St. Petersburg Celebration of the Arts 2020: The Year of Tolerance and Acceptance

Come February, The St. Petersburg Celebration of the Arts will showcase the variety and renown of area artistry through one central topic: tolerance and acceptance. That means performances of The Crucible and The Merchant of Venice. A Florida Orchestra Coffee Concert entitled World on a String. A panel discussion of how St. Petersburg’s green benches — once a symbol of tourism and segregation — can spark a dialogue of unity in the Sunshine City and in the Tampa Bay Area.

Expect opera, conversation, exhibitions such as Spirit Lines: Helen Hardin Etchings, found at the James Museum of Western and Wildlife Art. A read through the packed schedule offers a varied highlight list. There’s no question about it: St. Petersburg’s arts scene is thriving.

“Considering the modest size of St. Petersburg, we are one of the most attractive, culturally-oriented cities in America,” says Festival co-founder Michele Kidwell-Gilbert. “The depth and quality of our arts community is a cause for civic pride.”

A retired art history professor who heads the Archaeology Committee of the National Arts Club, Kidwell-Gilbert and her husband, Dr. Gordon Gilbert, are the organizers of The St. Petersburg Celebration of the Arts. The 29 total events associated with it are meant to foster collaboration in the arts community.

Last year’s festival encouraged riffs on all things Shakespeare and featured 23 programs and several museum installations. The topic selection isn’t top-secret: the Gilberts choose based on what has the potential to inspire. Next year’s theme, The Sea, is a homage to The Pier project and St. Petersburg’s peninsula.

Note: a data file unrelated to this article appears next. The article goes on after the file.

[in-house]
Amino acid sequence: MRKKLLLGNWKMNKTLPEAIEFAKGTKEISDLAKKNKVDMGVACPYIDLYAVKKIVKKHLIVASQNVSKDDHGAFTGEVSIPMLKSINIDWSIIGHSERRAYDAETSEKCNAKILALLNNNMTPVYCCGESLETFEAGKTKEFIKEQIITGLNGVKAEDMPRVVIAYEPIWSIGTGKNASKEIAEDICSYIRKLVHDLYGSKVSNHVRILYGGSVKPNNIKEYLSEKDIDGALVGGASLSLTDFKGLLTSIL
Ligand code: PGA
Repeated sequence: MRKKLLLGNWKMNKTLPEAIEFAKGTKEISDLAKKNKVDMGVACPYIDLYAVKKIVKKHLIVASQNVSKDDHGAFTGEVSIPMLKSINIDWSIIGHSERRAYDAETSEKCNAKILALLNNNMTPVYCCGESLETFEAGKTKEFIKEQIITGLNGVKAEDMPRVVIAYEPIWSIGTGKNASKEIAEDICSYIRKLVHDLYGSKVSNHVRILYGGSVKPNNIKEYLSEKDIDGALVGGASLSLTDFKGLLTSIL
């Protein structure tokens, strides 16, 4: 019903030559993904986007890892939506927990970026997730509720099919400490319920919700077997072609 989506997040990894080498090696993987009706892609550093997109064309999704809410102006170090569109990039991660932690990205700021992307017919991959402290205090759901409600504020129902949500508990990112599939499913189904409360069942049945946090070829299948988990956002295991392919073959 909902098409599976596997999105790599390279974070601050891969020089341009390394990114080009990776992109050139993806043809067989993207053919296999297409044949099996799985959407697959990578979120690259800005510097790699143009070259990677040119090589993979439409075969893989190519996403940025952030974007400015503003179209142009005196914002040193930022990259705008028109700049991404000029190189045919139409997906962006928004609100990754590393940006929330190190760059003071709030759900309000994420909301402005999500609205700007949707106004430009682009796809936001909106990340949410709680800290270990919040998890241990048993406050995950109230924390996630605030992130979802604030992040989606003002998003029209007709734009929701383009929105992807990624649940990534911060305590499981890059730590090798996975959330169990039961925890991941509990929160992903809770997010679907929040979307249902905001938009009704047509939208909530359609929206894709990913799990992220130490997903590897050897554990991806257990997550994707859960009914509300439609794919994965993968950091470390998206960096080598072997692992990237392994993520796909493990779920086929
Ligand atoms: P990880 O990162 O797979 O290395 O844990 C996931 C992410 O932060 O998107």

“We try to be as inclusive as possible and invite all of St. Petersburg’s culturally-oriented groups to join,” Kidwell-Gilbert says. “A number of new participants this year resulted from suggestions by those involved in the previous year’s series as well as the forthcoming Tolerance and Acceptance theme.”

Everyone is invited. So take the kids to Peter and the Wolf — and be sure to point out the memorable bassoon part. Enjoy a chamber concert at The Palladium. And marvel at the many opportunities St. Petersburg offers for those who love the arts. You may even feel inspired to spread a message about tolerance and acceptance.


Source Article

Share this post

Share on facebook
Share on twitter
Share on email
Share on print